Though education in Wales has traditionally run parallel to that in England, various Welsh education policies have caused an increasing divergence between the two. With a complete curriculum overhaul in the works, currently being rolled out as of 2022, Wales continues to distinguish its education system from England’s. The new Welsh curriculum aims for a holistic approach to learning, with teaching methods being based on experiences and skill-building.

Though there are no schools teaching foreign curricula in Wales, there are schools that offer the International Baccalaureate (IB). Many globally mobile families find the IB an ideal curriculum choice as it is standardised across the world.

School in Wales is compulsory from age five to 16, but most students continue until age 18. Publicly funded education is available from age three.

public schools

The language of instruction in most schools across Wales is English, but there are also schools where Welsh is the main language. Other schools are bilingual. Regardless of the school’s language, Welsh is taught as subject up to the age of 16, at least.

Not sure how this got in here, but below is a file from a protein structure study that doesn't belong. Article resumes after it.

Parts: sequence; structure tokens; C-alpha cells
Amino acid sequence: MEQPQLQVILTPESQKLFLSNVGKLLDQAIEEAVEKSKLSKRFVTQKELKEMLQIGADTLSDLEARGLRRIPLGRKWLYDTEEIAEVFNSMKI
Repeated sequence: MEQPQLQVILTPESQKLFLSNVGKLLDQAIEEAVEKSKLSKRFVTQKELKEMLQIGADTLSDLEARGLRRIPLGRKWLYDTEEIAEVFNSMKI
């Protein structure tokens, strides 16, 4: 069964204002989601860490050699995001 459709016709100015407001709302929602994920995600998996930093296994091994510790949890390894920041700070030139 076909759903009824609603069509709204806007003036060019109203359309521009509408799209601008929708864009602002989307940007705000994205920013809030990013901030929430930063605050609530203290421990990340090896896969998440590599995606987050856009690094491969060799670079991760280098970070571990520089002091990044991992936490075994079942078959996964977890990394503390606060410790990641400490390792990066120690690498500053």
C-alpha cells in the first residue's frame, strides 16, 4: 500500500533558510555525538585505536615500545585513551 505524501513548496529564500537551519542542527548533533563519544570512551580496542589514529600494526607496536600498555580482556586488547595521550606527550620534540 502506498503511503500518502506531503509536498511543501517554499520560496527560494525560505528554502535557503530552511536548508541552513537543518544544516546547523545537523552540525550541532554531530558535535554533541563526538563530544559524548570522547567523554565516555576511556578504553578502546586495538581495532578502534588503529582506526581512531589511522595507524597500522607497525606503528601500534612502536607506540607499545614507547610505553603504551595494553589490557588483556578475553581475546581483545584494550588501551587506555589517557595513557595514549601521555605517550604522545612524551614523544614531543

GCSE exams are taken at age 16, concluding compulsory education. After this, students can leave school to begin working, stay in school to continue with academics, or transfer to a further-learning college.

Private schools in Wales are known as independent schools. These schools are funded through fees rather than external funding. Fees can be extremely high at some of the more prestigious schools. However, private schools offer distinct advantages such as smaller class sizes, better facilities and a wider range of extra-curricular activities.

The selection of private schools in Wales is limited, numbering only around 30 (this compared to the more than 1,500 public schools in the country). Some private schools offer weekly or full boarding facilities, which can be useful for families whose nearest private school is too far for a daily commute.

Most private schools teach through the lens of a specific denomination of Christianity, but others are non- or inter-denominational. A few are open to all faiths. Co-educational schools are the norm, though there are a handful of single-sex schools.